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Oldest parrot fossil found in Scandinavia

28 May 2008

Fossil expert and Bristol graduate Dr David Waterhouse (BSc 2000, PGCE 2001, MSc 2002) has established for the first time that parrots lived in Scandinavia about 55 million years ago when the area was covered in tropical forest.

Fossil expert and Bristol graduate Dr David Waterhouse (BSc 2000, PGCE 2001, MSc 2002) has established for the first time that parrots lived in Scandinavia about 55 million years ago when the area was covered in tropical forest.

The fossil is also much older than the remains of the next-oldest parrot found in the southern hemisphere, which are believed to date back 15 million years. David said: ‘This new evidence suggests that parrots evolved right here in the Northern Hemisphere before diversifying further south in the tropics later on’.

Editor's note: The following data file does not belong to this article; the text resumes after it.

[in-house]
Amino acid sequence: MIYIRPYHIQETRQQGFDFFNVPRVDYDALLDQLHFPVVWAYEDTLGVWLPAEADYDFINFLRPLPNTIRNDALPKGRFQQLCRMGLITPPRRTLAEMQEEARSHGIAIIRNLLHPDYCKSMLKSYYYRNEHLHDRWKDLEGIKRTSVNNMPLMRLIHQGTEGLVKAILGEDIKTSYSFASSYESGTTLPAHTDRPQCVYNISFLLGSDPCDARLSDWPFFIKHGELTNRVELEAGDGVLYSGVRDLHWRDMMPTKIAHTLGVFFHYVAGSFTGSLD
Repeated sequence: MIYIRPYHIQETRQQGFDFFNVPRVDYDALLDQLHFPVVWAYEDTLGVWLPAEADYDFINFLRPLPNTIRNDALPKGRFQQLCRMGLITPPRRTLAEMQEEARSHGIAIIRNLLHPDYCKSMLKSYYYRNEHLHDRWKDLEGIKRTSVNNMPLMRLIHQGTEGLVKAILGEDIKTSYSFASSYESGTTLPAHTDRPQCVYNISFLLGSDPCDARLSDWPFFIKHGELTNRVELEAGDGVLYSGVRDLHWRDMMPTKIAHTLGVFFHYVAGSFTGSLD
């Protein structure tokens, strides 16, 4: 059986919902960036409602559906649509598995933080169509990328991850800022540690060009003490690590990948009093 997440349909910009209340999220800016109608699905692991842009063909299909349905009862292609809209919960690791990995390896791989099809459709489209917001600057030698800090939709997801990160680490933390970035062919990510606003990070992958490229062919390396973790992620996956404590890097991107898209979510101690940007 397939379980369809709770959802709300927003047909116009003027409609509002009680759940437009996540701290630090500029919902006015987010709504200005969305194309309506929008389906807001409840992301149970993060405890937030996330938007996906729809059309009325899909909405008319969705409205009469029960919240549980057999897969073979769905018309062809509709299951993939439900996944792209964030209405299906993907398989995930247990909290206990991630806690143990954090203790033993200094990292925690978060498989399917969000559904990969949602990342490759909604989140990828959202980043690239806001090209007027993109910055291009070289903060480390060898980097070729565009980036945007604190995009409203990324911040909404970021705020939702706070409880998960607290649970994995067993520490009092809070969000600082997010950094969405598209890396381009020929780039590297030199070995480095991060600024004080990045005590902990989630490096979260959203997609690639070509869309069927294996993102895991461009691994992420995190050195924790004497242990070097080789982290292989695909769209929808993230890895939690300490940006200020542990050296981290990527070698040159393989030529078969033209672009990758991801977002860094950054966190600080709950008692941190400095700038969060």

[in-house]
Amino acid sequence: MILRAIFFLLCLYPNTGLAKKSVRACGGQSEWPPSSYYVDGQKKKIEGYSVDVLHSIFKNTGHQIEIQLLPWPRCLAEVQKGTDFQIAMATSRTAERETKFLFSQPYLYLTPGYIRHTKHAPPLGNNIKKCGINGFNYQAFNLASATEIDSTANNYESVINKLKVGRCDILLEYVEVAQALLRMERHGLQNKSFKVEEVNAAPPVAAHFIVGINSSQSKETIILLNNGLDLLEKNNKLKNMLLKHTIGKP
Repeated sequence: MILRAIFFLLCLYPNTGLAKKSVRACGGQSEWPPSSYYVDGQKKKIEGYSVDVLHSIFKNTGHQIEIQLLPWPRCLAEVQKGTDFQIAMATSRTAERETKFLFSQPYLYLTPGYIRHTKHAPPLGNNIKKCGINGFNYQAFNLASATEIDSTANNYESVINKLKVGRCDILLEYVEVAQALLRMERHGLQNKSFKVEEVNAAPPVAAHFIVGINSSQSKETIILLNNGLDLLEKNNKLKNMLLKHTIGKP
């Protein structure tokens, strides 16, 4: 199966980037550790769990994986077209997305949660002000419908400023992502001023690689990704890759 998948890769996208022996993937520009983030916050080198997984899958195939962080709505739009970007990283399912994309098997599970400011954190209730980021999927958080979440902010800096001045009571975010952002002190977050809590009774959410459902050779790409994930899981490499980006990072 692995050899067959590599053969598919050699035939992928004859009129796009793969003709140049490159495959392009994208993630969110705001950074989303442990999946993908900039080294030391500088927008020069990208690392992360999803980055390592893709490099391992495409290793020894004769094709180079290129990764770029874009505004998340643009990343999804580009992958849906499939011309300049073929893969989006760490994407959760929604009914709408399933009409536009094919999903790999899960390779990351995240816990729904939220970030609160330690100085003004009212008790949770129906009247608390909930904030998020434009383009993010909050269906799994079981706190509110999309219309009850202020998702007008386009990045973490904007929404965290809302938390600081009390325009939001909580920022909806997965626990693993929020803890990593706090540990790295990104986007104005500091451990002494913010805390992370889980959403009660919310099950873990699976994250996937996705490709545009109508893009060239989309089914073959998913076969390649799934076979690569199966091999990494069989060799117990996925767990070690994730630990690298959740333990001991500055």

David, who is the assistant curator of Natural History at NorfolkMuseums and Archaeology Service, made his discovery three years ago in Denmark when he spotted the remains in a small museum on the Isle of Mors in Jutland. David, who was studying for a PhD in parrot evolution, was able to establish that the fossilised 6cm long humerus, or upper wing, had all the hallmarks of the parrot family.

The species has been given the scientific name Mopsitta Tanta, however David has nicknamed the bird 'Danish Blue', a term derived from the famous Monty Python comedy sketch about a Norwegian blue parrot.

David's research, supported by the Irish Research Council for Science, Engineering and Technology and University College Dublin is published in the current issue of Palaeontology journal.